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dc.contributor.authorThoma, Brent
dc.contributor.authorGoerzen, Scott
dc.contributor.authorHoreczko, Timothy
dc.contributor.authorRoland, Damian
dc.contributor.authorTagg, Andrew
dc.contributor.authorChan, Teresa M
dc.contributor.authorBruijns, Stevan
dc.contributor.authorRiddell, Jeff
dc.contributor.authorAgaba, Peter
dc.contributor.authorAldawood, Mohammed M
dc.contributor.authorAldawood, Mohammed Makki
dc.contributor.authorAlex, Mathew
dc.contributor.authorAli, Salma
dc.contributor.authorDill, Tatjana
dc.contributor.authorKeijzers, Gerben
dc.contributor.authoret al.
dc.date.accessioned2020-04-29T23:32:14Z
dc.date.available2020-04-29T23:32:14Z
dc.date.issued2020
dc.identifier.issn1481-8035
dc.identifier.doi10.1017/cem.2019.427
dc.identifier.urihttp://hdl.handle.net/10072/393319
dc.description.abstractObjectives" Podcasts are increasingly being used for medical education. A deeper understanding of usage patterns would inform both producers and researchers of medical podcasts. We aimed to determine how and why podcasts are used by emergency medicine and critical care clinicians. Methods: An international interprofessional sample (medical students, residents, physicians, nurses, physician assistants, and paramedics) was recruited through direct contact and a multimodal social media (Twitter and Facebook) campaign. Each participant completed a survey outlining how and why they utilize medical podcasts. Recruitment materials included an infographic and study website. Results: 390 participants from 33 countries and 4 professions (medicine, nursing, paramedicine, physician assistant) completed the survey. Participants most frequently listened to medical podcasts to review new literature (75.8%), learn core material (75.1%), and refresh memory (71.8%). The majority (62.6%) were aware of the ability to listen at increased speeds, but most (76.9%) listened at 1.0 x (normal) speed. All but 25 (6.4%) participants concurrently performed other tasks while listening. Driving (72.3%), exercising (39.7%), and completing chores (39.2%) were the most common. A minority of participants used active learning techniques such as pausing, rewinding, and replaying segments of the podcast. Very few listened to podcasts multiple times. Conclusions: An international cohort of emergency clinicians use medical podcasts predominantly for learning. Their listening habits (rarely employing active learning strategies and frequently performing concurrent tasks) may not support this goal. Further exploration of the impact of these activities on learning from podcasts is warranted.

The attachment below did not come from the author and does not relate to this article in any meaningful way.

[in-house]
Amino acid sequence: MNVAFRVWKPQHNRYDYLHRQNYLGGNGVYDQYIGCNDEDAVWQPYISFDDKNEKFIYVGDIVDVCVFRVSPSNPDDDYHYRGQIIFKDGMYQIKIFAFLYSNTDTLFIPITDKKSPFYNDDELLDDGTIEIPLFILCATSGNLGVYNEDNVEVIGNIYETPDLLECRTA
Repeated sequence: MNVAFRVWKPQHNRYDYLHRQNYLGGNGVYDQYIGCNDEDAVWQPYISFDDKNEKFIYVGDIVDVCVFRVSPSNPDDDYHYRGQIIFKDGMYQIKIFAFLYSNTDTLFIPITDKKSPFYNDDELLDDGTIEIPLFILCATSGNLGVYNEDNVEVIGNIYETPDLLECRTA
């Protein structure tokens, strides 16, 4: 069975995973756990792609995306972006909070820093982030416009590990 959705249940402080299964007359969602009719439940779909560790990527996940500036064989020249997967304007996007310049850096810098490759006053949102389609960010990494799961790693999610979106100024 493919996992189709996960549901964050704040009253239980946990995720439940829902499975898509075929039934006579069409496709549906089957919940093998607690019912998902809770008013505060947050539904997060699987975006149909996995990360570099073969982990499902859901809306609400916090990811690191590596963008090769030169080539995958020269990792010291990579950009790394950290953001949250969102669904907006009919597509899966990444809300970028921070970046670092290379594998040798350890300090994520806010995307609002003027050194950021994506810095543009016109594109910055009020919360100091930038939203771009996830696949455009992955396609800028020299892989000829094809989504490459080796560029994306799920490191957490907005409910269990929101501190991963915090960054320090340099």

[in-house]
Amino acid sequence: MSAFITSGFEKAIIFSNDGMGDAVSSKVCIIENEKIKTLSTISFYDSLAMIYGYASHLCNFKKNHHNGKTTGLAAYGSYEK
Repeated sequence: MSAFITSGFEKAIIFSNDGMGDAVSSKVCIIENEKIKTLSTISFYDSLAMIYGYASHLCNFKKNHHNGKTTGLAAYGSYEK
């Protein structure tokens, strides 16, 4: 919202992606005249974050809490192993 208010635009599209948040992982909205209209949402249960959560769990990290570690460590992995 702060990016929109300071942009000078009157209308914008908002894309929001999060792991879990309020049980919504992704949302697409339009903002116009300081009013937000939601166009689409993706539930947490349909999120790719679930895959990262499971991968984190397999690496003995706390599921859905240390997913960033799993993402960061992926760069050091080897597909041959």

dc.description.peerreviewedYes
dc.languageEnglish
dc.language.isoeng
dc.publisherCambridge University Press
dc.relation.ispartofpagefrom112
dc.relation.ispartofpageto117
dc.relation.ispartofissue1
dc.relation.ispartofjournalCanadian Journal of Emergency Medicine
dc.relation.ispartofvolume22
dc.subject.fieldofresearchClinical Sciences
dc.subject.fieldofresearchcode1103
dc.subject.keywordsScience & Technology
dc.subject.keywordsLife Sciences & Biomedicine
dc.subject.keywordsEmergency Medicine
dc.subject.keywordsEducation
dc.titleAn international, interprofessional investigation of the self-reported podcast listening habits of emergency clinicians: A METRIQ Study
dc.typeJournal article
dc.type.descriptionC1 - Articles
dcterms.bibliographicCitationThoma, et al., An international, interprofessional investigation of the self-reported podcast listening habits of emergency clinicians: A METRIQ Study, Canadian Journal of Emergency Medicine, 2020, 22 (1), pp. 112-117
dc.date.updated2020-04-21T03:52:06Z
gro.hasfulltextNo Full Text
gro.griffith.authorKeijzers, Gerben


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